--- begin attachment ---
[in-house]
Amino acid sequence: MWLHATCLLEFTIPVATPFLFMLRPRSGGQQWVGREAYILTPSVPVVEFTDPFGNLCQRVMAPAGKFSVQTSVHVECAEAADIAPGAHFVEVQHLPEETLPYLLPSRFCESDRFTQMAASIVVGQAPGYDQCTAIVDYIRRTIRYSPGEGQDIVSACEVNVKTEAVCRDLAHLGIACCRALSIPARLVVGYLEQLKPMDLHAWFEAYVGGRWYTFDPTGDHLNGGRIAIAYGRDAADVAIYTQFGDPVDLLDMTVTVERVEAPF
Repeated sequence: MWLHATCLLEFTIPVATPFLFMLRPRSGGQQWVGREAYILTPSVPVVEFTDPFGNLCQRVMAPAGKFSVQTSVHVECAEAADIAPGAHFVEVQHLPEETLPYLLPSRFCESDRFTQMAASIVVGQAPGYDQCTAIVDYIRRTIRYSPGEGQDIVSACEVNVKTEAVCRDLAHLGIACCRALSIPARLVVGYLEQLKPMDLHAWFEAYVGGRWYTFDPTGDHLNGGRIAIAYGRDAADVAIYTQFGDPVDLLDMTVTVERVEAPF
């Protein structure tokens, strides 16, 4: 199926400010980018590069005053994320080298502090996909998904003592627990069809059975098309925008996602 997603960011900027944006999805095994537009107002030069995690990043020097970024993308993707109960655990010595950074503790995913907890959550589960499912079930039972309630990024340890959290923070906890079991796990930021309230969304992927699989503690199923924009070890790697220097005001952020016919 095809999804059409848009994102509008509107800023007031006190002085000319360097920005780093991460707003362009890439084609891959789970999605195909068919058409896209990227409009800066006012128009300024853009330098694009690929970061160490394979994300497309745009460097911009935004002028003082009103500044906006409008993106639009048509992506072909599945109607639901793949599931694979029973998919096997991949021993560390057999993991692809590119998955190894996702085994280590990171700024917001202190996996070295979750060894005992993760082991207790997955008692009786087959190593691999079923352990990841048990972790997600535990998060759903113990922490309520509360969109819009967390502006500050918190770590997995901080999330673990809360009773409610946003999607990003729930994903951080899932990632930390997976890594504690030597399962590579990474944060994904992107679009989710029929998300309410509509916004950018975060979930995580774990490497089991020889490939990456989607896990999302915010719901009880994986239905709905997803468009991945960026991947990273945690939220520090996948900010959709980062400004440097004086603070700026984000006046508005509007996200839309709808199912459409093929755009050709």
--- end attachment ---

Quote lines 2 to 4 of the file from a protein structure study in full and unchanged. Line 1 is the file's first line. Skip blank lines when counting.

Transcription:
Amino acid sequence: MWLHATCLLEFTIPVATPFLFMLRPRSGGQQWVGREAYILTPSVPVVEFTDPFGNLCQRVMAPAGKFSVQTSVHVECAEAADIAPGAHFVEVQHLPEETLPYLLPSRFCESDRFTQMAASIVVGQAPGYDQCTAIVDYIRRTIRYSPGEGQDIVSACEVNVKTEAVCRDLAHLGIACCRALSIPARLVVGYLEQLKPMDLHAWFEAYVGGRWYTFDPTGDHLNGGRIAIAYGRDAADVAIYTQFGDPVDLLDMTVTVERVEAPF
Repeated sequence: MWLHATCLLEFTIPVATPFLFMLRPRSGGQQWVGREAYILTPSVPVVEFTDPFGNLCQRVMAPAGKFSVQTSVHVECAEAADIAPGAHFVEVQHLPEETLPYLLPSRFCESDRFTQMAASIVVGQAPGYDQCTAIVDYIRRTIRYSPGEGQDIVSACEVNVKTEAVCRDLAHLGIACCRALSIPARLVVGYLEQLKPMDLHAWFEAYVGGRWYTFDPTGDHLNGGRIAIAYGRDAADVAIYTQFGDPVDLLDMTVTVERVEAPF
């Protein structure tokens, strides 16, 4: 199926400010980018590069005053994320080298502090996909998904003592627990069809059975098309925008996602 997603960011900027944006999805095994537009107002030069995690990043020097970024993308993707109960655990010595950074503790995913907890959550589960499912079930039972309630990024340890959290923070906890079991796990930021309230969304992927699989503690199923924009070890790697220097005001952020016919 095809999804059409848009994102509008509107800023007031006190002085000319360097920005780093991460707003362009890439084609891959789970999605195909068919058409896209990227409009800066006012128009300024853009330098694009690929970061160490394979994300497309745009460097911009935004002028003082009103500044906006409008993106639009048509992506072909599945109607639901793949599931694979029973998919096997991949021993560390057999993991692809590119998955190894996702085994280590990171700024917001202190996996070295979750060894005992993760082991207790997955008692009786087959190593691999079923352990990841048990972790997600535990998060759903113990922490309520509360969109819009967390502006500050918190770590997995901080999330673990809360009773409610946003999607990003729930994903951080899932990632930390997976890594504690030597399962590579990474944060994904992107679009989710029929998300309410509509916004950018975060979930995580774990490497089991020889490939990456989607896990999302915010719901009880994986239905709905997803468009991945960026991947990273945690939220520090996948900010959709980062400004440097004086603070700026984000006046508005509007996200839309709808199912459409093929755009050709």